How did Trump actually win?
A more plausible explanation is that Trump converted working-class Obama voters because he fully embraced cultural conservatism. His early rise in the polls supports this idea. In his first few campaign stops in the summer of 2015, he did not focus on entitlements. Instead, he made shocking, headline-grabbing statements about immigrants, Hillary Clinton, and various cultural issues. Throughout this time, Trump rose in primary and general election polls.
It is true that at this time, GOP voters who viewed Social Security as a “very important” issue were more likely to support Trump than those who did not. But a GOP voter’s view on immigration was an even better predictor of whether they expressed support for Trump early in his primary campaign.
Further, even it’s not clear that this relationship between progressive economic views and support for Trump was causal. Throughout the GOP primary, it’s true that voters with progressive views on entitlements were more likely to support Trump. And, as David Shor points out, it’s also true that Trump far exceeded Romney’s general election performance among voters with both liberal economic and conservative social views.
But in both cases, these views are likely a proxy for other demographic factors. Economic progressives who either vote in GOP primaries or otherwise hold conservative social views are much more likely to be working-class white voters who lack a four year college degree. It’s possible that these factors, race, wealth, and education, were the real driving force behind Trump’s unique coalition. The views of those voters are just a proxy for the real cause of Trump’s support — demographics.
Elections outside the U.S. lend further support to this idea. Trump’s gains with working-class voters mirrored a consistent world-wide trend of increasing support for right-wing parties among these groups. A few months before Trump, the Brexit movement captured a stunning victory on the backs of massive margins in rural and working class areas in Britain. It emphasized many themes present in Trump’s campaign: more enforcement of immigration laws, freeing Britain from the control of detached elites in Brussels, and reclaiming a sense of British identity. Similar patterns showed up across Europe. Marine Le Pen, Andrzej Duda, and Giorgia Meloni all led populist parties that have broken through or at least improved in more working-class, rural, often left-leaning areas.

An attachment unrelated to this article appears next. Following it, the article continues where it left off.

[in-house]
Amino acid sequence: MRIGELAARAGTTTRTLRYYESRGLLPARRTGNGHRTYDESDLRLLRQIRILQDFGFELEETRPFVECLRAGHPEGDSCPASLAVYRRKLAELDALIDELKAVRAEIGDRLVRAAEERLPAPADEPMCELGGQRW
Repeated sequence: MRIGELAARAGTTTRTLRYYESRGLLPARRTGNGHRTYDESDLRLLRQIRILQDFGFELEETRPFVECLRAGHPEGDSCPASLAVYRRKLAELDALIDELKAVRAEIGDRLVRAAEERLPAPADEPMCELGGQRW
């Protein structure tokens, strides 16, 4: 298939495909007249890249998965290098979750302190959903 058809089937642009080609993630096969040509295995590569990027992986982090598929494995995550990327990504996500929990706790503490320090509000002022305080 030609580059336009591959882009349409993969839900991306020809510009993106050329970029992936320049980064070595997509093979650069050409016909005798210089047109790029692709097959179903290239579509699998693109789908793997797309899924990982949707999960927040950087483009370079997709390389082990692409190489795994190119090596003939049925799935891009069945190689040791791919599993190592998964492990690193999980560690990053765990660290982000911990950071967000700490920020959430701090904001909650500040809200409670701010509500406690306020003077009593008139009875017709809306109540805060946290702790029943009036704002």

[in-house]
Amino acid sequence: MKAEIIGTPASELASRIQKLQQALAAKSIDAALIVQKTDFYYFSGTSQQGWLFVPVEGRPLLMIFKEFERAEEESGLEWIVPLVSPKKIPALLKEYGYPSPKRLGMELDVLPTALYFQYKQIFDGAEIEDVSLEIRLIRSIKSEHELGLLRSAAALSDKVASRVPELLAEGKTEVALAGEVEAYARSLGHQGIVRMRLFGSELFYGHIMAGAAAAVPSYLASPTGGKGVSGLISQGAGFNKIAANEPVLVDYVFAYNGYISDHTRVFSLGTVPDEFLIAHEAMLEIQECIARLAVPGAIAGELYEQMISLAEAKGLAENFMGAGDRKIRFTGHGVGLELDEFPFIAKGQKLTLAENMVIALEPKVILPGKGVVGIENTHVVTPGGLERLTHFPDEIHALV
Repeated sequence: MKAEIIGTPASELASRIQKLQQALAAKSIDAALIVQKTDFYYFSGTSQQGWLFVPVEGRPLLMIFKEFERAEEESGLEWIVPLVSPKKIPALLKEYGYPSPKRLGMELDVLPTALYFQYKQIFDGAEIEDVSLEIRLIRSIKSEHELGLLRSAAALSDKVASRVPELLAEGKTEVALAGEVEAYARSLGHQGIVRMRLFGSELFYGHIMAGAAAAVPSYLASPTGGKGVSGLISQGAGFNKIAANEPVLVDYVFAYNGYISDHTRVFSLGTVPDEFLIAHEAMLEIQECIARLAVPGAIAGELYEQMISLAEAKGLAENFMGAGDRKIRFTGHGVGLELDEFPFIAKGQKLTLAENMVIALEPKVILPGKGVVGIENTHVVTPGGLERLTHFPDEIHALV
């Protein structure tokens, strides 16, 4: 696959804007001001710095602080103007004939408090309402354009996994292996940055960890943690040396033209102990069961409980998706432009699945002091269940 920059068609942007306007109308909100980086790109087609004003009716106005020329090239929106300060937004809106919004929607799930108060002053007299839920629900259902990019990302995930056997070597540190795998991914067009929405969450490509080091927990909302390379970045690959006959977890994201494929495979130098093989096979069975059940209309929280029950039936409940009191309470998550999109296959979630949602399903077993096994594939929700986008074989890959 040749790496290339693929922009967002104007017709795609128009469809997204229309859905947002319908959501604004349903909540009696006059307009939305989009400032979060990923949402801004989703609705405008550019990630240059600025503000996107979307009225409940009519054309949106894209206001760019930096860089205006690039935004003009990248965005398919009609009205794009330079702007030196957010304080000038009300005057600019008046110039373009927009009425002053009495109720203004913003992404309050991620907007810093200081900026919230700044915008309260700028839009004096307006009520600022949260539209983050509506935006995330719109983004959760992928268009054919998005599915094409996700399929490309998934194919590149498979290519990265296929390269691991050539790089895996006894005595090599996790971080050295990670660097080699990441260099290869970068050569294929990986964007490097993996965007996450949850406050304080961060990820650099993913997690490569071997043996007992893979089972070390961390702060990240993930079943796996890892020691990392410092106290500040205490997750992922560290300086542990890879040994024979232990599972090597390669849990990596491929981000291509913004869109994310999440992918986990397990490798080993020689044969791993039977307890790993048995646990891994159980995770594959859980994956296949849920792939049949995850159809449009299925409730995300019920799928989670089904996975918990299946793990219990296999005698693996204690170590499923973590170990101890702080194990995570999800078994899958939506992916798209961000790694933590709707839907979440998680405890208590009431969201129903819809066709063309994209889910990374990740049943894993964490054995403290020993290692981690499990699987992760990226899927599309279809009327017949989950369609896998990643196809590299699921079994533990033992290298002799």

While many of these politicians emphasized their commitment to strong social safety nets, focusing on these policies misses the point. Across the world, right-wing populists like Trump made headlines for their rhetoric on culture, immigration, and institutions. Their rise in the polls corresponded with controversial soundbites, not support for social spending. Media coverage of them also focuses on these controversies. Their economic policies tend to be an afterthought in the minds of the media and voters. To believe that these policies are the “real” driver of their popularity is to assume that a very small tail is wagging a very large dog.
Trump-aligned Republicans did worse than traditional fiscal conservatives
Even if Trump really did gain support in 2016 because of his economic policies, there’s no evidence that for someone like Ron DeSantis, his position on entitlements presents a real political weakness. The 2022 midterms showed voters do not view traditional fiscal conservatives as “extreme” or unpalatable. While some observers have tried to claim that Trump is really a moderate, voters don’t see it that way. It was not deficit or spending hawks who turned in the most disappointing results. Instead, it was the candidates who tied themselves to Trump.
Across the board in high profile races, Republicans associated to Trump underperformed badly, even in working-class areas. J.D. Vance ran behind establishment conservative governor Mike DeWine by 19%, an almost unheard of gap in modern elections. Herschel Walker ran behind Brian Kemp by nearly 12%, a shocking gap in one of America’s most polarized states. Doug Mastriano hitched his wagon almost entirely to Donald Trump, then watched that wagon crash into a ditch – he lost by 18% in a swing state. Political newcomer Blake Masters won the GOP nomination for Senate in Arizona thanks in no small part to Trump’s endorsement. He ran 16% behind fiscal conservative Kimberly Yee, an establishment Republican who cut her teeth working for Arnold Schwarzenegger.
A recent Stanford study backed this up. It found that the average election-denying candidate did 5% worse overall than the average GOP candidate who did not deny the results of the 2020 election.